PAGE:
Mindwave: Mindwave was one of the earliest commercial wireless EEG headsets built by NeuroSky in 2010. It is an EEG that uses Bluetooth for communication to a device. The Mindwave headband is readily adjustable, making it easier to wear and size appropriately. It was built specifically to be used by developers who are building apps for health and entertainment.  It comes with NeuroView and NeuroSkyLab software interfaces to allow for approachable and cost-effective ways to perform EEG research. This headband costs $99.95. Because of these tools, there are now multiple commercial applications that use MindWave available on sites such as Amazon [4].

ThinkGear: The ThinkGear ASIC Module EEG headset, also created by NeuroSky, focused on improving the physical EEG hardware technology. This headset has a powerful, fully integrated single-chip EEG sensor that uses printed circuit boards (PCBs), allowing for higher quality neural recordings. ThinkGear also has dry electrodes that better filter out the noise and electrical interference to increase sensitivity to brain electrical signals. Although high-quality sensors are used, this headset is still priced for mass production and commercial applications [5].

Emotiv: Emotiv was founded in 2011 and has built a wide variety of EEG headsets. A recent addition to Emotiv’s array of EEG headsets is the Emotiv EPOC X, a 14-channel wireless EEG headset that uses saline-soaked ‘wet’ electrodes. The design of this headband is unique because it has a rotating feature that allows the headband to be positioned at the top of the head or the rear of the head, enabling recording from frontal or occipital lobes of the brain. This feature is also useful because it allows for people who might need head support to use the headband. Additionally, Emotiv developed a 3D brain visualizer that uses spatial resolution and source localization techniques to depict the source of the recorded activity over the entire brain. A typical Emotiv headband costs $299.00 [6].

Muse: This Muse headband, created by Interaxon, measures electrical activity over the frontal lobe and muscles of the eyes and forehead.  It was created to deliver biofeedback about brain activity to help users control emotions.  This device has been used to measure electrical activity in participants' brains while playing a car driving game to decode distraction. The Muse headband has also been used to create neural-influenced art and virtual reality environment renderings and comes with dedicated app support for research and further commercial development. It costs $209.99 [8].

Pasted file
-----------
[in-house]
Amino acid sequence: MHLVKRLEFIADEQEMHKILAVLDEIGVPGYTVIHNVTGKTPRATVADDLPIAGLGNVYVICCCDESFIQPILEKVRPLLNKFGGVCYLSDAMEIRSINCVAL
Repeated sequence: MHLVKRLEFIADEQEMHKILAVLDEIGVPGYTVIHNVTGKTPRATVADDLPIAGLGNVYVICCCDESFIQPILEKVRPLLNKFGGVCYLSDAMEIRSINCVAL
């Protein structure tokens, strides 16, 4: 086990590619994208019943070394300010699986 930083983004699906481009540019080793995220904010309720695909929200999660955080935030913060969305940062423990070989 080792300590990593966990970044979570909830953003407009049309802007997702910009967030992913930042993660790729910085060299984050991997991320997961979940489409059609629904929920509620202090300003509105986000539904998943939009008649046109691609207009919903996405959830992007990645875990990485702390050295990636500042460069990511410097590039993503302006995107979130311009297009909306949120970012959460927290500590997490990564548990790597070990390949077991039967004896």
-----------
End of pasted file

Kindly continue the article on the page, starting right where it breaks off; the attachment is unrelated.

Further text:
Myndlift: Released in early 2015, Myndlift is now a popular choice for neurofeedback studies. Myndlift uses the same physical technology as the Interaxon Muse headband, and it has the same EEG electrodes, headset, and software [10]. Research projects using Myndlift include those studying attention deficit hyperactivity disorder (ADHD), post-traumatic stress disorder (PTSD), traumatic brain injury (TBI), and cognitive enhancement. In one study, nineteen participants diagnosed with ADHD engaged or did not engage with the mobile Myndlift neurofeedback system (intervention vs control group).  Only the intervention group showed a significant increase in overall performance in a cognitive task and reduction in hyperactivity, supporting the idea that neural feedback devices like Myndlift technology may be effective in treating ADHD [11].  Additional studies have demonstrated that the Myndlift neurofeedback system may be effective for treating other mental health disorders, as well. 

Neurable:  Neurable is a more recent headset that has 6 dry electrodes. It uses machine learning algorithms to perform high-quality signal processing, allowing for clearer signals with less noise. Despite the relatively fewer electrodes used, Neurable has greater than 90% correlation with wet EEG systems. Neurable is also readily accessible to developers and is compatible with most virtual reality headsets with eye-tracking software. The software tools Neurable has built can be integrated with Unity, C, and C++ environments for developers, used for 3D data visualization. It is compatible with other wearable sensing devices and devices that would allow for real-time streaming. One disadvantage of Neurable is that although it only has six electrodes, it is relatively bulky and large [12].

 

Other Research With Commercial EEG Headsets 

With the rise of cheaper and more available headsets, there is a wide variety of fields that have potential commercial uses of EEG, whether it be at-home mental treatment, gaming studies, or even music recommendations based on one’s EEG brain waves. This section discusses several research studies that have employed commercial EEG headsets to explore such fields.

In 2012, two scientists, Lowerse and Hutchinson, used an Emotiv EEG headset to study spatial and temporal patterns in the brain during language processing. They discovered that specific linguistic and perceptual regions of the brain are involved in processing concepts and that these brain regions can be distinguished using commercially-available EEG [14].